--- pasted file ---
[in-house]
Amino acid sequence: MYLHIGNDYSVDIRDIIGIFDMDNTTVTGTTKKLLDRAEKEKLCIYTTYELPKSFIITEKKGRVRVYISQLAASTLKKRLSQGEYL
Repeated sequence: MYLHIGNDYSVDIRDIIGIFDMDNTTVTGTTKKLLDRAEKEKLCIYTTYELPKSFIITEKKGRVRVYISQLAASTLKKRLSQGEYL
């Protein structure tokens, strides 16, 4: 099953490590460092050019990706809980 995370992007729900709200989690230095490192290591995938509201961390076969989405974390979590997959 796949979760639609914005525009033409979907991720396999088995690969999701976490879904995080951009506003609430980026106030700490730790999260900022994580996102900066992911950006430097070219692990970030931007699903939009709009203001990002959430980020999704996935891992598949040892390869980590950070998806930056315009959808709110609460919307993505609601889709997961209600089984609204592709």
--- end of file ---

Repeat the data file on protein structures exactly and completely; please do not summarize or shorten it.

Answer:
[in-house]
Amino acid sequence: MYLHIGNDYSVDIRDIIGIFDMDNTTVTGTTKKLLDRAEKEKLCIYTTYELPKSFIITEKKGRVRVYISQLAASTLKKRLSQGEYL
Repeated sequence: MYLHIGNDYSVDIRDIIGIFDMDNTTVTGTTKKLLDRAEKEKLCIYTTYELPKSFIITEKKGRVRVYISQLAASTLKKRLSQGEYL
């Protein structure tokens, strides 16, 4: 099953490590460092050019990706809980 995370992007729900709200989690230095490192290591995938509201961390076969989405974390979590997959 796949979760639609914005525009033409979907991720396999088995690969999701976490879904995080951009506003609430980026106030700490730790999260900022994580996102900066992911950006430097070219692990970030931007699903939009709009203001990002959430980020999704996935891992598949040892390869980590950070998806930056315009959808709110609460919307993505609601889709997961209600089984609204592709």